edit, tl;dr: What usually is meant by two planes being orthogonal to one another in geometry is their normals being orthogonal to each other.
In other words: two one-dimensional subspaces being orthogonal to each other.
2 planes have their normals being orthogonal to each others are sometimes said to be orthogonal. There it is a specific geometric orthogonality pointing out that the normals of the planes are orthogonal to each other. When talking about subspaces orthogonal to each other what is usually meant is all their vectors are pairwise orthogonal. But you can verify for yourself that 2 2D subspaces can not have 0 vector intersection in $\mathbb R^3$.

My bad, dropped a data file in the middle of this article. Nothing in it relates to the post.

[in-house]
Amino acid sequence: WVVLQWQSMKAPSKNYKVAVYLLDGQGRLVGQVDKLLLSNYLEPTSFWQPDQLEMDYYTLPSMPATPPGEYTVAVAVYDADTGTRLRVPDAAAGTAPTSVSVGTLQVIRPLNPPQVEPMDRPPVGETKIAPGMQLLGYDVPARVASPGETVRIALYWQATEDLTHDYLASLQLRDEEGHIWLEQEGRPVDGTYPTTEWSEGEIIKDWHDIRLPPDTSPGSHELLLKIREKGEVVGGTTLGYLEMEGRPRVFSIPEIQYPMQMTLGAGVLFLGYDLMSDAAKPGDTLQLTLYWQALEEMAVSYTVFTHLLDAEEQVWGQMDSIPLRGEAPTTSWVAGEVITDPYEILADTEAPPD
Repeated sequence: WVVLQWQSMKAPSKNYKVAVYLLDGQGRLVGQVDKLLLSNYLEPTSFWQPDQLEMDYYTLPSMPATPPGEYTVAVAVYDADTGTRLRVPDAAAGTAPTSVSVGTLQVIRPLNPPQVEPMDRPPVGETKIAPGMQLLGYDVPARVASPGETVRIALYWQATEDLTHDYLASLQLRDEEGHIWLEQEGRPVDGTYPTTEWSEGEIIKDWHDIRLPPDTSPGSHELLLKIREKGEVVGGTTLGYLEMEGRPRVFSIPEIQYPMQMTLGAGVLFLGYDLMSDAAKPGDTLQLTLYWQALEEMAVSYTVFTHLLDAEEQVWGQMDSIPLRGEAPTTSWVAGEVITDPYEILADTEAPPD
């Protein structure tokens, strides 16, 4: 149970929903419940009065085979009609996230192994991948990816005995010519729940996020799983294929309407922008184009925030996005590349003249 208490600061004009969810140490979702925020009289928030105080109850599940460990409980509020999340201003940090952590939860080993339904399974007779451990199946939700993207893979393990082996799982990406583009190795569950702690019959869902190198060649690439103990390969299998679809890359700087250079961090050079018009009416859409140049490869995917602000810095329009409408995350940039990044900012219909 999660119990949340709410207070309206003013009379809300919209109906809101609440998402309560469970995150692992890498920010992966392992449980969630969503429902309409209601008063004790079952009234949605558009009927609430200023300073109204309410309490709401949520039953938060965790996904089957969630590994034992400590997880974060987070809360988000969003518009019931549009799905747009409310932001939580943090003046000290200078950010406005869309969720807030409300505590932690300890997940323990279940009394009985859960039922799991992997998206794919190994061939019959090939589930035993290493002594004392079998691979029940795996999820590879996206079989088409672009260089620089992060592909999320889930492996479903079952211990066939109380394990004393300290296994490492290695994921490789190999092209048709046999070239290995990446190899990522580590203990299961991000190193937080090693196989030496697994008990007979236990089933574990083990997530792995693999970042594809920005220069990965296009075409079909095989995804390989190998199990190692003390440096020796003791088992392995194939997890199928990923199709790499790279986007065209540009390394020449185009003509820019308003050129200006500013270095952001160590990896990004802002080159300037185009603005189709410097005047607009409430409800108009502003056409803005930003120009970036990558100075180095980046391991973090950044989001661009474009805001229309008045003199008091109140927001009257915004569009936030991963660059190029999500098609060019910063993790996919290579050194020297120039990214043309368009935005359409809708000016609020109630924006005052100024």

But if you think about it closer, you will see that the geometric meaning of normals being orthogonal to each other actually means the complement of set 1 and the complement of set 2 are orthogonal to each other. So there is a connection to the same orthogonality concept, but the subspaces are 1 dimensional.